But countries have followed different policies, determined by differing levels of capacity and preparedness, on coronavirus testing. South Korea, Taiwan and Germany made testing a priority since the very beginning of the crisis, with massive screening measures to identify and isolate sick people and contain the contagion. Given the low mortality rate in these countries, this has proven to be an effective measure compared to the models adopted in France, Italy and Spain, which have implemented containment measures as a priority.

In his March 16 press briefing, WHO head Tedros Adhanom Ghebreyesus was explicit in admonishing countries too focused on social distancing while sidelining testing measures. “You cannot fight a fire blindfolded. And we cannot stop this pandemic if we don’t know who is infected," he said.

A few days later, on March 21, Health Minister Véran announced that France would increase its screening capacity, which until then had been reserved for priority individuals, including healthcare workers, the elderly and people with serious pre-existing medical conditions.

‘I gave up. I can’t tell if it was the coronavirus’

There are broadly two categories of tests for coronavirus infections, according to the US Centers for Disease Control and Prevention (CDC) website:

- molecular tests, clinically known as real-time reverse-transcription polymerase chain reaction (rRT-PCR), or sometimes shortened to PCR (polymerase chain reaction) tests, and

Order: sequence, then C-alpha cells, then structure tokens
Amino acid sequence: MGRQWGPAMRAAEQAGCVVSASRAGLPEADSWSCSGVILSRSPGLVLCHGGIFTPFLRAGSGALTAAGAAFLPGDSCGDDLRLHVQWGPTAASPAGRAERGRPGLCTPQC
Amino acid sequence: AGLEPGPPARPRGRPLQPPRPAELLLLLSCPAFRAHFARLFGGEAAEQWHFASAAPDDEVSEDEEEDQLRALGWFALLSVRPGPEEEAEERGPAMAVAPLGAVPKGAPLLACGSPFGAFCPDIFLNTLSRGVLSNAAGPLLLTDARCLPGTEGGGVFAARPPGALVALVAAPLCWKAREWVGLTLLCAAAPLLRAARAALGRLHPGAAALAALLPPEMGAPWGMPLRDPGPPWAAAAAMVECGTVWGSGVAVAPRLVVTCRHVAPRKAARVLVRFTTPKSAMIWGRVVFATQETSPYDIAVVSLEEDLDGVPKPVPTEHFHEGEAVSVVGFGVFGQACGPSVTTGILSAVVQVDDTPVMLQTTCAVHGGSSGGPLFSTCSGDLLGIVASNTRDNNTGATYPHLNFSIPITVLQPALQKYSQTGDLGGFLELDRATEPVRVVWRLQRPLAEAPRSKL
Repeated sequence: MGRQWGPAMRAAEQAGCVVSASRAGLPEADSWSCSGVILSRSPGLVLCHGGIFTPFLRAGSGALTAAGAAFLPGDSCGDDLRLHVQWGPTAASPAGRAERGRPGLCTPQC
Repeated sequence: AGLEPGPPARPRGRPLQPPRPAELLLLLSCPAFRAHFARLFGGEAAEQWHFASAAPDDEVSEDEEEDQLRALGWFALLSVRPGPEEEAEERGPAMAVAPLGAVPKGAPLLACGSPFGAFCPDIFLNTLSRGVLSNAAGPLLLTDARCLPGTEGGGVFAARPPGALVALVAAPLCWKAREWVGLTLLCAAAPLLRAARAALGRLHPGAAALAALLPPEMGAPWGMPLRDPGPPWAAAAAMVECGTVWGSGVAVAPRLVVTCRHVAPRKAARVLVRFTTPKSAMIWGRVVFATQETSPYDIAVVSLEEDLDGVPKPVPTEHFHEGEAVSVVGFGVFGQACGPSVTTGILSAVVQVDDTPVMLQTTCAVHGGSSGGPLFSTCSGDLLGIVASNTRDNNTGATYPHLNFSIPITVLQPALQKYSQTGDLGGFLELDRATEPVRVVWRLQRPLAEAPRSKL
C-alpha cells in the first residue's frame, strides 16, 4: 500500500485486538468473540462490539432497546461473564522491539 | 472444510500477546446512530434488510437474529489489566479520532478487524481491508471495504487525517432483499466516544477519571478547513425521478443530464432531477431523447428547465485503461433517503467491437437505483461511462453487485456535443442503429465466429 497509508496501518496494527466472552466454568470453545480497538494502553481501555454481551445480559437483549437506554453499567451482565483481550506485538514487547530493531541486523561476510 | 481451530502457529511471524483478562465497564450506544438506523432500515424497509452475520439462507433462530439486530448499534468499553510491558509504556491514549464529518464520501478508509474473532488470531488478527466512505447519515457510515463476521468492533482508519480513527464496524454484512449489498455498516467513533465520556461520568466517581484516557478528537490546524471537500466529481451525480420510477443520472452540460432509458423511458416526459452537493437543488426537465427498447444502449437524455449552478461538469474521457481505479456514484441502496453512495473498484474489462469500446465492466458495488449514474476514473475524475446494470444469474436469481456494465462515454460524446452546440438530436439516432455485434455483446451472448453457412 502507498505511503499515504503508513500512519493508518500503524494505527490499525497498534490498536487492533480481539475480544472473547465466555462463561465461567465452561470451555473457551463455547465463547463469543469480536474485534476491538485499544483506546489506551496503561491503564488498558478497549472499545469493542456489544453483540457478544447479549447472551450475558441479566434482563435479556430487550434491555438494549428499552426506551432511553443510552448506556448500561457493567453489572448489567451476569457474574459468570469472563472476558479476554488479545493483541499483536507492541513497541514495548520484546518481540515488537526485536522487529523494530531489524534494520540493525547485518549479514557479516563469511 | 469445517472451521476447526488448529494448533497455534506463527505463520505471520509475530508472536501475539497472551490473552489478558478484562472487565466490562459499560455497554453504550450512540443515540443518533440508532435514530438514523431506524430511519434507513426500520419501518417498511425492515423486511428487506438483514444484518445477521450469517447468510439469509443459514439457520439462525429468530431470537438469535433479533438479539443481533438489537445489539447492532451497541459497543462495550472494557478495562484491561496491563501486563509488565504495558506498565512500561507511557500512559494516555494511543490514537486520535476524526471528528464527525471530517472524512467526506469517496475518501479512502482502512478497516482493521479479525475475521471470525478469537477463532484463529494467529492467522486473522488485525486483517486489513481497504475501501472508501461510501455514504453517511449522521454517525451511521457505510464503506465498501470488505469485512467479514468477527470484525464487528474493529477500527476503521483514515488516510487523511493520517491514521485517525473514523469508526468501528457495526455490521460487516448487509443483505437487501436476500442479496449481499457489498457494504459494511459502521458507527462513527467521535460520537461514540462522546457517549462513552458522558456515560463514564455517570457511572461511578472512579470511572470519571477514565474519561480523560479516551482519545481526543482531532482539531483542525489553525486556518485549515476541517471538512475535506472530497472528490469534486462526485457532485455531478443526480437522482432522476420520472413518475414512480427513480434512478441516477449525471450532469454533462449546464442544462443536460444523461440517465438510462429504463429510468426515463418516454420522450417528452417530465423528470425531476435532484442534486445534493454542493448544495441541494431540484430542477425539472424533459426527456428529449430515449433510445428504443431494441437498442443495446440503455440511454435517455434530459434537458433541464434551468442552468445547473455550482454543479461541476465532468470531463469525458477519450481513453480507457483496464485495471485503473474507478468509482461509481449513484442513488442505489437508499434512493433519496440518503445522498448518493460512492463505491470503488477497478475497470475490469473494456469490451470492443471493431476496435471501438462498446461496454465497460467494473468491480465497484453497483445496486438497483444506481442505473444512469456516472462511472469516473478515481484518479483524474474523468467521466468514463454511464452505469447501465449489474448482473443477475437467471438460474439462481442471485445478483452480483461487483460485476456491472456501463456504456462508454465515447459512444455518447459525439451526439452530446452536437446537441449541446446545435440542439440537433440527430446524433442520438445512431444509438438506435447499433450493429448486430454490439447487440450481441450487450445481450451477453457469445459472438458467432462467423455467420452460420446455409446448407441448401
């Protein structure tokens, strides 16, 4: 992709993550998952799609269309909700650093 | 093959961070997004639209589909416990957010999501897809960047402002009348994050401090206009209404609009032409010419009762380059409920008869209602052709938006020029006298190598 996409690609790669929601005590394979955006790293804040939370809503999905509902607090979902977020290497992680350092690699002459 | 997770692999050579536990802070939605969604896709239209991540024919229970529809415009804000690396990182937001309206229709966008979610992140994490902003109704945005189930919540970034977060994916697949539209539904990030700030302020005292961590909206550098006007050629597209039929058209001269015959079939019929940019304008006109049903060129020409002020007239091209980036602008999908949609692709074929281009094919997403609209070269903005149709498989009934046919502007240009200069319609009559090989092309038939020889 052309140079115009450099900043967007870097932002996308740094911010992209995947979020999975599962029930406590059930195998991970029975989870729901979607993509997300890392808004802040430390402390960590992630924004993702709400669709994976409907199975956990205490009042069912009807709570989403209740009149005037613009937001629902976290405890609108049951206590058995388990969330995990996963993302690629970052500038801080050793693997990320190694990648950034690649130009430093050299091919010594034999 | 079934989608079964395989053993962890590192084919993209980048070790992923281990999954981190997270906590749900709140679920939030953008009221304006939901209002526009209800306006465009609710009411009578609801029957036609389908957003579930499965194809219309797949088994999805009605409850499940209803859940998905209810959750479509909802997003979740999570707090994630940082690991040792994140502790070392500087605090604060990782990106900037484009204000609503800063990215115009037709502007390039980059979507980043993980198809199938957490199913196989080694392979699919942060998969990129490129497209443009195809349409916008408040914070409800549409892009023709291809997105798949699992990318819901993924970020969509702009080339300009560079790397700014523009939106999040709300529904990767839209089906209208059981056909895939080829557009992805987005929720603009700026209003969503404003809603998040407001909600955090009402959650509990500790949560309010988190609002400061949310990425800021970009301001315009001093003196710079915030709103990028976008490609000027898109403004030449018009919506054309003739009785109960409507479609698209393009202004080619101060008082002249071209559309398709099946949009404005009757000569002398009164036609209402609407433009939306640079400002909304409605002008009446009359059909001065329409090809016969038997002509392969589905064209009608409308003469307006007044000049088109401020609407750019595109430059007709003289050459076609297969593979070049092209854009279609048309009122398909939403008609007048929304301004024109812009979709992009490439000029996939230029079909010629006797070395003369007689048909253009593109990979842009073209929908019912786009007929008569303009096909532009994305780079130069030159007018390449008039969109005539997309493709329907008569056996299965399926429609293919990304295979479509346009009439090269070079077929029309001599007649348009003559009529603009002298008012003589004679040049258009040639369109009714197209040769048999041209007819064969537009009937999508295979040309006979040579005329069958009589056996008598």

- blood or serology tests.

In France, PCR tests are now available to anyone with a doctor’s prescription. For these tests, the specimen is collected using a nasopharyngeal swab and is brought to a specialised laboratory for analysis. This must be done within a short time frame -- hence the term “real-term” – because these tests will not reveal the presence of the virus if the patient no longer has any symptoms.

While the tests are considered clinically effective by health authorities, on the ground, logistics such as availability of kits and personnel can pose challenges. "I started coughing when I was confined with my pregnant wife and my son. My doctor prescribed a test," explained Marc, a resident of the Parisian suburb of Yvelines.

But Marc’s area, or commune, did not have a specialised facility and the test could only be done in a neighbouring commune. “But my appointment was postponed because the analysis laboratory where the samples were to be sent was overloaded with requests. After a week, my cough was gone. I gave up. I can't tell if it was the coronavirus," he said.